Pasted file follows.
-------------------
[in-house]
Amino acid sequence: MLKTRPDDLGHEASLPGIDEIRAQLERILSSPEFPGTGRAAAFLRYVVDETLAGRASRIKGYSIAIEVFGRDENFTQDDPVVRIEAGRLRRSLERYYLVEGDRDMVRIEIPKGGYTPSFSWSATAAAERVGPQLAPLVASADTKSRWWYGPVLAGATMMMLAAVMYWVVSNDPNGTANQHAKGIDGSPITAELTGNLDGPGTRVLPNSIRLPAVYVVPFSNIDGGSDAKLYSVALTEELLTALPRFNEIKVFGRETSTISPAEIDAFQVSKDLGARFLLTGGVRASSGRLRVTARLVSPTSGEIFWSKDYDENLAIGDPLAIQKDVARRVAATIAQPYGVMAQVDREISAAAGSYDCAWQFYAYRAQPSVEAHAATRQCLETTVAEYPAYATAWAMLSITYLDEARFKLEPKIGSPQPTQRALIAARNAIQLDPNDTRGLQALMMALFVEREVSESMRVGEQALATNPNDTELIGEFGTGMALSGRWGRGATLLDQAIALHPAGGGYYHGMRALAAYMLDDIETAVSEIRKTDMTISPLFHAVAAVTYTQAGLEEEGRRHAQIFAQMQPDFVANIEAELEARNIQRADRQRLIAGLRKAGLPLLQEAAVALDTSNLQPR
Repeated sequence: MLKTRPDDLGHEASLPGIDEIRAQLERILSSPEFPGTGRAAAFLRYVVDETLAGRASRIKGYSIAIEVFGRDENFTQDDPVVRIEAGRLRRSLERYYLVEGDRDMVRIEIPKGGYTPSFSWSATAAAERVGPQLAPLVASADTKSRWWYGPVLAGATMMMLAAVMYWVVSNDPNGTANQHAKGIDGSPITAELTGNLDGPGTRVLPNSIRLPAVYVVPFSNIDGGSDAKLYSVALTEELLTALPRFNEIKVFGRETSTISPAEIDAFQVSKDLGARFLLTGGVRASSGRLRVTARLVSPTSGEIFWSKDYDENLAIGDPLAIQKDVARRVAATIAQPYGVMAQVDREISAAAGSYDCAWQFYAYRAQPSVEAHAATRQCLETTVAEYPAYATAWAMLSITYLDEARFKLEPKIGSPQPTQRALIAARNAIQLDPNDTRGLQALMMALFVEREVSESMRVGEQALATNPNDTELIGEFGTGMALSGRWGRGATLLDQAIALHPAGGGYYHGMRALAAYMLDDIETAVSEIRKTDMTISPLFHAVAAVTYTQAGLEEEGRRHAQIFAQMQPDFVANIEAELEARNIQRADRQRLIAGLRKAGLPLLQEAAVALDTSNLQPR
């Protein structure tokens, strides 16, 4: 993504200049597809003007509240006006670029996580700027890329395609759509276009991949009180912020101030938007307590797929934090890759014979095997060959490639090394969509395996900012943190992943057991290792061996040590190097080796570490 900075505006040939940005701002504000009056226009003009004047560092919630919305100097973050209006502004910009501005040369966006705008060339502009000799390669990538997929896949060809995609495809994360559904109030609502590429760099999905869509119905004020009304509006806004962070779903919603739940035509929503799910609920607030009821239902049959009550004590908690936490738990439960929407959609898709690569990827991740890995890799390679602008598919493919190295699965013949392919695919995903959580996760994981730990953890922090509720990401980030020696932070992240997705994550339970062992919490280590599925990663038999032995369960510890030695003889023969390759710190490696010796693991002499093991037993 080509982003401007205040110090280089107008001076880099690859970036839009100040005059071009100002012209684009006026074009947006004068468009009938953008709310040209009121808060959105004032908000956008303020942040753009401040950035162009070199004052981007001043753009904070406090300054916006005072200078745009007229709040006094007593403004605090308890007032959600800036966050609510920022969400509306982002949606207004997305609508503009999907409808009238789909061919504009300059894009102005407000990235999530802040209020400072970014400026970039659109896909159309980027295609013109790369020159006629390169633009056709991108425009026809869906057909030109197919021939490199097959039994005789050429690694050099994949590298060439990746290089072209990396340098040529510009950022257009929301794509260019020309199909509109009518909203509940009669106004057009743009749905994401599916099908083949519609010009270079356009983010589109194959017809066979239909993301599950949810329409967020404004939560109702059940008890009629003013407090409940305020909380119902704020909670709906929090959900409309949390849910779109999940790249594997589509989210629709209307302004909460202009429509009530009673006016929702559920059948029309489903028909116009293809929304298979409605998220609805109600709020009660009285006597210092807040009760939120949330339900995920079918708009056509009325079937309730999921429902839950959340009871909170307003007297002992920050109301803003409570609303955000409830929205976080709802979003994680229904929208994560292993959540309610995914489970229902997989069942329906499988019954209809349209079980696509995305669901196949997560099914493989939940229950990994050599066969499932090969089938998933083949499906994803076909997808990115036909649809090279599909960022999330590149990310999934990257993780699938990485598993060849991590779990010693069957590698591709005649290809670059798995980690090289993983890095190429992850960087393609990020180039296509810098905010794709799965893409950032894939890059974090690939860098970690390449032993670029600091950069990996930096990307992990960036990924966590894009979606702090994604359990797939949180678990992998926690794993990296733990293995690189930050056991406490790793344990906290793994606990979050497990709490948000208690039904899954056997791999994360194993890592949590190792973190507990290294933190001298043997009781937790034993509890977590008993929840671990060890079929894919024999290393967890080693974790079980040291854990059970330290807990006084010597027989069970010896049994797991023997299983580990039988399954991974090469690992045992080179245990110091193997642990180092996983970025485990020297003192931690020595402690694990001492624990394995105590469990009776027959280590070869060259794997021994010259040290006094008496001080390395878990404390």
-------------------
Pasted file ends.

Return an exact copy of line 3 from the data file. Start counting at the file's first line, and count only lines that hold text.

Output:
Repeated sequence: MLKTRPDDLGHEASLPGIDEIRAQLERILSSPEFPGTGRAAAFLRYVVDETLAGRASRIKGYSIAIEVFGRDENFTQDDPVVRIEAGRLRRSLERYYLVEGDRDMVRIEIPKGGYTPSFSWSATAAAERVGPQLAPLVASADTKSRWWYGPVLAGATMMMLAAVMYWVVSNDPNGTANQHAKGIDGSPITAELTGNLDGPGTRVLPNSIRLPAVYVVPFSNIDGGSDAKLYSVALTEELLTALPRFNEIKVFGRETSTISPAEIDAFQVSKDLGARFLLTGGVRASSGRLRVTARLVSPTSGEIFWSKDYDENLAIGDPLAIQKDVARRVAATIAQPYGVMAQVDREISAAAGSYDCAWQFYAYRAQPSVEAHAATRQCLETTVAEYPAYATAWAMLSITYLDEARFKLEPKIGSPQPTQRALIAARNAIQLDPNDTRGLQALMMALFVEREVSESMRVGEQALATNPNDTELIGEFGTGMALSGRWGRGATLLDQAIALHPAGGGYYHGMRALAAYMLDDIETAVSEIRKTDMTISPLFHAVAAVTYTQAGLEEEGRRHAQIFAQMQPDFVANIEAELEARNIQRADRQRLIAGLRKAGLPLLQEAAVALDTSNLQPR